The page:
It was my dream project: Jacintha Morris

DECCAN CHRONICLE. | SUSHMITA MURTHY
Published Jun 11, 2016, 12:28 am IST
Updated Jun 11, 2016, 12:28 am IST
...says Jacintha Morris about her viral video, which is being touted as India’s answer to cringe pop icon Taher Shah.
Jacintha morris
 Jacintha morris

Jacintha Morris has just been introduced to the many charms and harms of the web. The latest ambassador of cringe pop, the 50-something writer and amateur singer is baffled by the things that the Internet has thrown up after her video Is Suzzaine a Sinner created ripples on the net over the past few days. “I didn’t know that YouTube was such a huge and popular medium; that people from other countries would watch my video. I only had Kerala or India in mind,” she admits in a heavy Malayali accent over the phone.

If you have been living under a rock and not caught a glimpse of Morris’ so-bad-it’s-good piece of work, it features a woman going through different stages of her life, while being constantly scrutinised for it.  She croons, “Bosom straight, hips swayed, all men cheered and waved. She greeted all in a husky voice, old men melted to their youth, all of them breathed through their mouth, but sudden blood gush only to soothe.” The video has garnered over 11 lakh views in a week — but that’s not good news. “Till the time it hit three or four thousand views, people were appreciating it. Then when the numbers went up, people were disliking it.

 

There were some who created fake Facebook profiles of me and uploaded pornographic pictures on it. They said all kinds of things. I am not very tech-savvy, so it was my daughter and son-in-law who told me about what was happening. They were crying on the phone because I have been tagged in a dirty manner. They said ‘you don’t know what kind of a mess you are in, people are laughing at you.’ I got goose bumps. I almost collapsed.”

Interestingly, Morris’ daughter features in the video herself, where she plays a teenage version of her mother. She isn’t the only family member. The men ogling in the video are Jacintha’s brothers-in-law, the nuns are her sisters and the judge, her brother. “They were all supportive and really enjoyed the video until I got this negative feedback. My son-in-law asked me to pull down the video, but how could I? It was my dream project, something I had invested so much in!”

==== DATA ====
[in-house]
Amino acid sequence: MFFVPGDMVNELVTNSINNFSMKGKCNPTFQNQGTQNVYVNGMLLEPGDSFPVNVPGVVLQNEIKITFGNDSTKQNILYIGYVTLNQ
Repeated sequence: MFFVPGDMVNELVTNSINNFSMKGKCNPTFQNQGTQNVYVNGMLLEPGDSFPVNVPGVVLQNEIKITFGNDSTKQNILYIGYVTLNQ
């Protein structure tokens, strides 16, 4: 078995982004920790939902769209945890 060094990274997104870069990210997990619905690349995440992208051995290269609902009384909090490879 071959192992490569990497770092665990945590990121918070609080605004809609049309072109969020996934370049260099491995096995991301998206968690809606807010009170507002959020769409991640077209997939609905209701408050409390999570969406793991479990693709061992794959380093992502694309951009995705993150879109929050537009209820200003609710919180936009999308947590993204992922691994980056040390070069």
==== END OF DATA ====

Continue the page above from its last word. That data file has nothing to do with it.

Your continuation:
Of course she took it down with the help of her friends, but by then many other websites had picked it up and it was already a sensation. What irked her further was that trolls compared it to Taher Shah— a Pakistani singer who Jacintha hadn’t heard of before. “I didn’t know what to say!”

But Jacintha wants her work to be seen for what it is — a voice of women and reason. “Suzzaine is representative of many women in Kerala. I have interacted with many women in my career as a government employee. I see a pattern here, that these women in their childhood and teens were not bad. So what happens to them when they get old? When they grow older they are tagged as bold, women who don’t care for family or husbands. Is Suzziane really a sinner? I want people to think about why this happens.”  Jacintha believes it’s the men. “Of course I haven’t mentioned that in the video because I don’t want another charge saying I am a man-hater,” says Jacintha who has authored eight books of poetry and short stories.

We ask her if the episode has left her bitter and if she’ll get back to doing other creative things. “There is a wound and it will take time to heal. But I am a creative person. The creative juices will flow one way or the other. It’s a divine flow.”





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